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Proc Natl Acad Sci U S A. 2019 Jul 9;116(28):14374-14383. doi: 10.1073/pnas.1902598116. Epub 2019 Jun 25.

Dynamic secretome of bone marrow-derived stromal cells reveals a cardioprotective biochemical cocktail.

Author information

Yale Institute of Systems Biology, Yale University, West Haven, CT 06516;
Department of Biomedical Engineering, University of Connecticut Health Center, Farmington, CT 06030.
Department of Medicine, The Johns Hopkins School of Medicine, Baltimore, MD 21205.
Department of Cardiology, University of California, San Francisco, CA 94115.
Yale Institute of Systems Biology, Yale University, West Haven, CT 06516.
Department of Cellular Molecular and Biomedical Sciences, University of Vermont, Burlington, VT 05405.


Transplanted stromal cells have demonstrated considerable promise as therapeutic agents in diverse disease settings. Paracrine signaling can be an important mediator of these therapeutic effects at the sites of acute or persistent injury and inflammation. As many stromal cell types, including bone marrow-derived stromal cells (BMSCs), display tissue-specific responses, there is a need to explore their secretory dynamics in the context of tissue and injury type. Paracrine signals are not static, and could encode contextual dynamics in the kinetic changes of the concentrations of the secreted ligands. However, precise measurement of dynamic and context-specific cellular secretory signatures, particularly in adherent cells, remains challenging. Here, by creating an experimental and computational analysis platform, we reconstructed dynamic secretory signatures of cells based on a very limited number of time points. By using this approach, we demonstrate that the secretory signatures of CD133-positive BMSCs are uniquely defined by distinct biological contexts, including signals from injured cardiac cells undergoing oxidative stress, characteristic of cardiac infarction. Furthermore, we show that the mixture of recombinant factors reproducing the dynamics of BMSC-generated secretion can mediate a highly effective rescue of cells injured by oxidative stress and an improved cardiac output. These results support the importance of the dynamic multifactorial paracrine signals in mediating remedial effects of stromal stem cells, and pave the way for stem cell-inspired cell-free treatments of cardiac and other injuries.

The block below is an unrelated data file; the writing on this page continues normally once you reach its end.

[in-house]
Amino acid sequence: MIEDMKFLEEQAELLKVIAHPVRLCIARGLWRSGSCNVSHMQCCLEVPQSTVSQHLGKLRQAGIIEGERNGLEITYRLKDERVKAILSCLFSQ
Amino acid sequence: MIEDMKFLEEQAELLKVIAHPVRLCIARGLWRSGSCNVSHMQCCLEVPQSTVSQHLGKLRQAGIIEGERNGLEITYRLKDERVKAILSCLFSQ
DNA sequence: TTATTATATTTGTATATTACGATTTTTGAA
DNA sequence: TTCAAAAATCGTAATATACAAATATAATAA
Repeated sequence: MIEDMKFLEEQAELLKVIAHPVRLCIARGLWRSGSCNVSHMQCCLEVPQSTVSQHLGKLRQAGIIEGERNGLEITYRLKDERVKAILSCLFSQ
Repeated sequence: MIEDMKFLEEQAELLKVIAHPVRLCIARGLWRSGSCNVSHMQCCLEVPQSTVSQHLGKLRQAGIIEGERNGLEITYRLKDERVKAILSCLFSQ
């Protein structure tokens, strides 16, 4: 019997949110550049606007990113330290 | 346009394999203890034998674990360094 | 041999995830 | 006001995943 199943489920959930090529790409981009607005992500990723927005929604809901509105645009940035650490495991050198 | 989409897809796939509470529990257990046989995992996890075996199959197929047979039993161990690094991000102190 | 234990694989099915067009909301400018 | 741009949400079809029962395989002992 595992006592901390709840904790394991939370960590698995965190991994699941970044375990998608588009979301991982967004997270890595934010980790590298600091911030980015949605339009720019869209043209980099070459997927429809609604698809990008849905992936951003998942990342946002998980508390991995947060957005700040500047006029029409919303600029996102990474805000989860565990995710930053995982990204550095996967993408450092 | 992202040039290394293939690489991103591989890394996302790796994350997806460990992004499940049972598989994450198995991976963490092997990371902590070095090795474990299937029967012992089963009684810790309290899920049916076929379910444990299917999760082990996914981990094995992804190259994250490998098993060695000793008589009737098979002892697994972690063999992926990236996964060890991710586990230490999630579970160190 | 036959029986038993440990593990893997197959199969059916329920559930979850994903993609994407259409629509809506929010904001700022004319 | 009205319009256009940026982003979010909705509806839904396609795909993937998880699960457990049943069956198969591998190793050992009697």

cell–cell communication; paracrine dynamics; paracrine signaling; secretion dynamics; secretome

Conflict of interest statement

Conflict of interest statement: A.L., K., D.D.E, Y.S., and J.A. have filed a patent describing the device mentioned in the manuscript. The application number of the patent filing is 15/525328.

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